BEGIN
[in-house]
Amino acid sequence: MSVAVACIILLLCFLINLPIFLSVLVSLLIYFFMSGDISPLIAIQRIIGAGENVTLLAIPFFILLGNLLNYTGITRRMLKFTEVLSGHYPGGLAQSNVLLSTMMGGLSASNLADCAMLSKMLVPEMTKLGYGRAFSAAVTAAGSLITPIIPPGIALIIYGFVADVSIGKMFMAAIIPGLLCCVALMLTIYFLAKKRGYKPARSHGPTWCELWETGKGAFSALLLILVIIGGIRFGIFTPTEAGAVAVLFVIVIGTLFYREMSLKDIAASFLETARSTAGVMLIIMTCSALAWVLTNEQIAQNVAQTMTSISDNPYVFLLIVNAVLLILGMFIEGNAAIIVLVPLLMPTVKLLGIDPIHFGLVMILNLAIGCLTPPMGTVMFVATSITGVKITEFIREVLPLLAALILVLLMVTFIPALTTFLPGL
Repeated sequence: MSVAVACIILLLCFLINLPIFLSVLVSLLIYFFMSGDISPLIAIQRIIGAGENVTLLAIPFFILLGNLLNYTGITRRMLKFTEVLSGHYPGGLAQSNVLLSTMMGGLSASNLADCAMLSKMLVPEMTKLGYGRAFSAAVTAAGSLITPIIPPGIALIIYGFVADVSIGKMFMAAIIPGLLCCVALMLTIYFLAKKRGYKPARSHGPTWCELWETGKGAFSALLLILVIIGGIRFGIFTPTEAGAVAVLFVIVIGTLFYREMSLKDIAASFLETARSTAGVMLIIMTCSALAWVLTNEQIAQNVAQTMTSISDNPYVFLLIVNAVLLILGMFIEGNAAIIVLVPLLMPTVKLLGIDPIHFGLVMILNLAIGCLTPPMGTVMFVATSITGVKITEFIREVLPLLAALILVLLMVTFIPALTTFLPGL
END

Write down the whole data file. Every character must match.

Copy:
[in-house]
Amino acid sequence: MSVAVACIILLLCFLINLPIFLSVLVSLLIYFFMSGDISPLIAIQRIIGAGENVTLLAIPFFILLGNLLNYTGITRRMLKFTEVLSGHYPGGLAQSNVLLSTMMGGLSASNLADCAMLSKMLVPEMTKLGYGRAFSAAVTAAGSLITPIIPPGIALIIYGFVADVSIGKMFMAAIIPGLLCCVALMLTIYFLAKKRGYKPARSHGPTWCELWETGKGAFSALLLILVIIGGIRFGIFTPTEAGAVAVLFVIVIGTLFYREMSLKDIAASFLETARSTAGVMLIIMTCSALAWVLTNEQIAQNVAQTMTSISDNPYVFLLIVNAVLLILGMFIEGNAAIIVLVPLLMPTVKLLGIDPIHFGLVMILNLAIGCLTPPMGTVMFVATSITGVKITEFIREVLPLLAALILVLLMVTFIPALTTFLPGL
Repeated sequence: MSVAVACIILLLCFLINLPIFLSVLVSLLIYFFMSGDISPLIAIQRIIGAGENVTLLAIPFFILLGNLLNYTGITRRMLKFTEVLSGHYPGGLAQSNVLLSTMMGGLSASNLADCAMLSKMLVPEMTKLGYGRAFSAAVTAAGSLITPIIPPGIALIIYGFVADVSIGKMFMAAIIPGLLCCVALMLTIYFLAKKRGYKPARSHGPTWCELWETGKGAFSALLLILVIIGGIRFGIFTPTEAGAVAVLFVIVIGTLFYREMSLKDIAASFLETARSTAGVMLIIMTCSALAWVLTNEQIAQNVAQTMTSISDNPYVFLLIVNAVLLILGMFIEGNAAIIVLVPLLMPTVKLLGIDPIHFGLVMILNLAIGCLTPPMGTVMFVATSITGVKITEFIREVLPLLAALILVLLMVTFIPALTTFLPGL